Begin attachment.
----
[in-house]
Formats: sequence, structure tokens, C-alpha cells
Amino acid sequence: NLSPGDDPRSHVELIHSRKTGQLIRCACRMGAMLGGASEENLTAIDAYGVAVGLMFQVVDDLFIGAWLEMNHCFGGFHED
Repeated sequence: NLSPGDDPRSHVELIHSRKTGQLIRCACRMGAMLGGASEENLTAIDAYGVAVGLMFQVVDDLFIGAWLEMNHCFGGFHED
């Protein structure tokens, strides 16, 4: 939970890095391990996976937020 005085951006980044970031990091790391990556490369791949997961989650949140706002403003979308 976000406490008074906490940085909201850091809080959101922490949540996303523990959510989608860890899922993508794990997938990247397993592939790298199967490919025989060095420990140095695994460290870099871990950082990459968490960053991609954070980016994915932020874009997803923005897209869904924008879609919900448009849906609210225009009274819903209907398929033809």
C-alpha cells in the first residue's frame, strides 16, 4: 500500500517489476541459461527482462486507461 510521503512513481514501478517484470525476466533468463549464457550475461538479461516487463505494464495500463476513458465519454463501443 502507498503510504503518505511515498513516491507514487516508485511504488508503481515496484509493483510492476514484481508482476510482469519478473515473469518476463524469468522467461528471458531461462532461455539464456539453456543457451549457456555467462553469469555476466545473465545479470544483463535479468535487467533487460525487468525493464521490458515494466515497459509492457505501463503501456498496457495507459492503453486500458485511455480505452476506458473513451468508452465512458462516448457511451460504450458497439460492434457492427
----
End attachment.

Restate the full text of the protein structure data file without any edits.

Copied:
[in-house]
Formats: sequence, structure tokens, C-alpha cells
Amino acid sequence: NLSPGDDPRSHVELIHSRKTGQLIRCACRMGAMLGGASEENLTAIDAYGVAVGLMFQVVDDLFIGAWLEMNHCFGGFHED
Repeated sequence: NLSPGDDPRSHVELIHSRKTGQLIRCACRMGAMLGGASEENLTAIDAYGVAVGLMFQVVDDLFIGAWLEMNHCFGGFHED
């Protein structure tokens, strides 16, 4: 939970890095391990996976937020 005085951006980044970031990091790391990556490369791949997961989650949140706002403003979308 976000406490008074906490940085909201850091809080959101922490949540996303523990959510989608860890899922993508794990997938990247397993592939790298199967490919025989060095420990140095695994460290870099871990950082990459968490960053991609954070980016994915932020874009997803923005897209869904924008879609919900448009849906609210225009009274819903209907398929033809």
C-alpha cells in the first residue's frame, strides 16, 4: 500500500517489476541459461527482462486507461 510521503512513481514501478517484470525476466533468463549464457550475461538479461516487463505494464495500463476513458465519454463501443 502507498503510504503518505511515498513516491507514487516508485511504488508503481515496484509493483510492476514484481508482476510482469519478473515473469518476463524469468522467461528471458531461462532461455539464456539453456543457451549457456555467462553469469555476466545473465545479470544483463535479468535487467533487460525487468525493464521490458515494466515497459509492457505501463503501456498496457495507459492503453486500458485511455480505452476506458473513451468508452465512458462516448457511451460504450458497439460492434457492427